enter image description here

I have never been able to understand how we see the world with light from different angles. If a photon hits one point on an object and reflects, it enter your eye and you see that point on the object. However, if you reposition your viewing point, how will you be able to see that same point on the object? For that matter, how do you see the entire object at all? It doesn't make sense to say that light reflects off the point randomly because the surface is not changing and any light hitting the same point from the same source should always reflect at the same angle.

  • 1
    $\begingroup$ Light reflects off of the walls, and whatever else is nearby. This acts as another source of light. $\endgroup$ – garyp Jan 26 '17 at 15:01
  • $\begingroup$ I assume that there are no walls. The light source should be the only source. $\endgroup$ – Hexiang Chang Jan 26 '17 at 15:02
  • 1
    $\begingroup$ Scattering is something difficult to fight, sometimes. Also light sources usually do not output photons in a coherent manner (and in general not one at a time), as it happens for laser sources, for instance. So the way your diagram is expressing your intuitive understanding is confusing you (and it is not really necessary to think in terms of single photons). $\endgroup$ – Vendetta Jan 26 '17 at 15:47
  • 1
    $\begingroup$ Your diagram does not illustrate what you are asking. $\endgroup$ – sammy gerbil Jan 27 '17 at 7:21
  • $\begingroup$ I could be wrong and I apologise if this is an oversimplification. However, I just feel somewhere that maybe you're thinking there's only one single beam of photons that hits the mirror and reflects and, given the angle that it comes to you at, it should only be seen by one eye? If that's what your thought is, then maybe if you imagine and drew several hundred (thousand or even million) lines from the source of the light, hitting the mirror, and then reflecting accordingly, it'd probably explain why both our eyes receive the visuals. $\endgroup$ – Dhruv Saxena Jan 28 '17 at 23:25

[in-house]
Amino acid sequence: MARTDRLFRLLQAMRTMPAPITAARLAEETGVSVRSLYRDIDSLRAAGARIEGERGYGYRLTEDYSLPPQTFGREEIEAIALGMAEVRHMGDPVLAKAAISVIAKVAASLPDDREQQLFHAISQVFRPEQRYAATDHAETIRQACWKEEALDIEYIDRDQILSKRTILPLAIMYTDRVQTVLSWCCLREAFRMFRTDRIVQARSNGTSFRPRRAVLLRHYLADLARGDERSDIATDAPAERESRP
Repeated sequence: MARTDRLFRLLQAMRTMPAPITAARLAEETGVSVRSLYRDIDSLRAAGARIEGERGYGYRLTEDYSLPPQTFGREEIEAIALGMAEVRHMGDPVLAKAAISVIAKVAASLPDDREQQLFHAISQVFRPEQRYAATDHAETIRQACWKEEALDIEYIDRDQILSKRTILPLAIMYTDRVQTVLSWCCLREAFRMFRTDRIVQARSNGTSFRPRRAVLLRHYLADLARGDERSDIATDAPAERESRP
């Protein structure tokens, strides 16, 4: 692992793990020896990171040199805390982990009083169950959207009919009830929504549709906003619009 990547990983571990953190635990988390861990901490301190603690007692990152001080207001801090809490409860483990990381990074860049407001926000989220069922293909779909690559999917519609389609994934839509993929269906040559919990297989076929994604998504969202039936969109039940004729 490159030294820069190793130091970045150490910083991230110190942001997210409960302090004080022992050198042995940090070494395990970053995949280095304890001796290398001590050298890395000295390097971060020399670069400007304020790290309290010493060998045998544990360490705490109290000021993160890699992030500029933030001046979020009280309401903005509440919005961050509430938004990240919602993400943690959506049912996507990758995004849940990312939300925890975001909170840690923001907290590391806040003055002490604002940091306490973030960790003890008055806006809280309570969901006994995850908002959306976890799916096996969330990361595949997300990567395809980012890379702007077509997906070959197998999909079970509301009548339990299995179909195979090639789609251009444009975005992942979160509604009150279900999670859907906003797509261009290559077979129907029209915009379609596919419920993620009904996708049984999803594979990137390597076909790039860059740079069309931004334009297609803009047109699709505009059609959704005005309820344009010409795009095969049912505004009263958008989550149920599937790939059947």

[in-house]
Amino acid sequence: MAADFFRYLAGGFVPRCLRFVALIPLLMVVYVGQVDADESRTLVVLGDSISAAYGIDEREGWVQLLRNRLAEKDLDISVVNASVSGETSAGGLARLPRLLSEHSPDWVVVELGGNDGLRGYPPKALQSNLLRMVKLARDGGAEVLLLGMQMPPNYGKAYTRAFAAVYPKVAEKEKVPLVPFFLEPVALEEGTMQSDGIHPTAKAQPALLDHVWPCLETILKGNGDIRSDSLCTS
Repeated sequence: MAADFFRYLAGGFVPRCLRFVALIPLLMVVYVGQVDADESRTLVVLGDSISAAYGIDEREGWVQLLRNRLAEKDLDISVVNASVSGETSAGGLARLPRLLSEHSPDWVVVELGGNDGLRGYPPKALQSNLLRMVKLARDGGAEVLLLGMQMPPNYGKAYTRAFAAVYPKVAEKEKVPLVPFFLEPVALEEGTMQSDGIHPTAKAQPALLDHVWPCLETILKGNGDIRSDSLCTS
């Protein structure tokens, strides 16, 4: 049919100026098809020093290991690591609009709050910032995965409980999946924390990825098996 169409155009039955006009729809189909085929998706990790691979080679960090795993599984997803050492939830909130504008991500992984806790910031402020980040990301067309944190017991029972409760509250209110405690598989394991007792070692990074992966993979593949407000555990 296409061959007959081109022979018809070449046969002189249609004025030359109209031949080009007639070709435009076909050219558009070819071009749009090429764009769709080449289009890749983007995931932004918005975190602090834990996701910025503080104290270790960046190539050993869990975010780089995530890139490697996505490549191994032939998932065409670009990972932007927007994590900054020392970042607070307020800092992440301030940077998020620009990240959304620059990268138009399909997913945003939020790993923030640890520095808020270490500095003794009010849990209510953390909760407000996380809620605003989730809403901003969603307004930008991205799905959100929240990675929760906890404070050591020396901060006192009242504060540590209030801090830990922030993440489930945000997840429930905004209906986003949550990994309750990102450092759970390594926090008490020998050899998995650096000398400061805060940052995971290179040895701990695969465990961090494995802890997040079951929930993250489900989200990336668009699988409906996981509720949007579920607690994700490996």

This is because light scatters from the surface rather than reflecting in only one direction. This kind of scattering is often called 'diffuse reflection', as opposed to 'specular reflection' which is what a mirror does (approximately: even a mirror will scatter some light of course). Really good mirrors can be rather hard to see if illuminated by point sources of light against a very dark background, unless you are looking at such an angle that you see the specular reflection, and even then you may think you are seeing another point source of light.

Wikipedia has quite a good article on diffuse reflection, and in particular this quote is notable:

The visibility of objects, excluding light-emitting ones, is primarily caused by diffuse reflection of light: it is diffusely-scattered light that forms the image of the object in the observer's eye.

  • $\begingroup$ But even if the surface encourages diffuse reflection, light would still always reflect the same way off of any particular point. Unless light somehow splits into all directions at the one point. $\endgroup$ – Hexiang Chang Jan 26 '17 at 15:11
  • $\begingroup$ @HexiangChang: that is essentially what happens, yes: surfaces are rough at wavelengths comparable to that of light, and also not completely opaque (so some light scatters from points underneath the surface). See the Wikipeda article which I've now cited as well. $\endgroup$ – tfb Jan 26 '17 at 15:21
  • $\begingroup$ Although this is slightly OT, it may be useful: at most radio frequencies the ground is a strong diffuse reflector, while sea water is almost entirely specular. This is why it is very easy to make a radar that can find boats and ships at very long range - the radar signal reflects forward and away from the aircraft and only reflects back when it hits something else. In contrast, looking for aircraft below you is much much more difficult because you see the diffuse reflection of your own signal, which is often stronger than that from an aircraft. $\endgroup$ – Maury Markowitz Jan 26 '17 at 15:43
  • $\begingroup$ @Maury Markowitz "This is why it is very easy to make a radar that can find boats and ships at very long range "; you probably have never been involved in real radar design, clutter (reflection from the environment) is a notoriously difficult problem in all situation. $\endgroup$ – hyportnex Jan 26 '17 at 19:12
  • $\begingroup$ Bowen was getting reflections off ships with AI Mk. I at about 12 miles when ground reflections made aircraft invisible at any distance higher than their altitude. $\endgroup$ – Maury Markowitz Jan 26 '17 at 22:00

Your Answer

By clicking “Post Your Answer”, you agree to our terms of service, privacy policy and cookie policy

Not the answer you're looking for? Browse other questions tagged or ask your own question.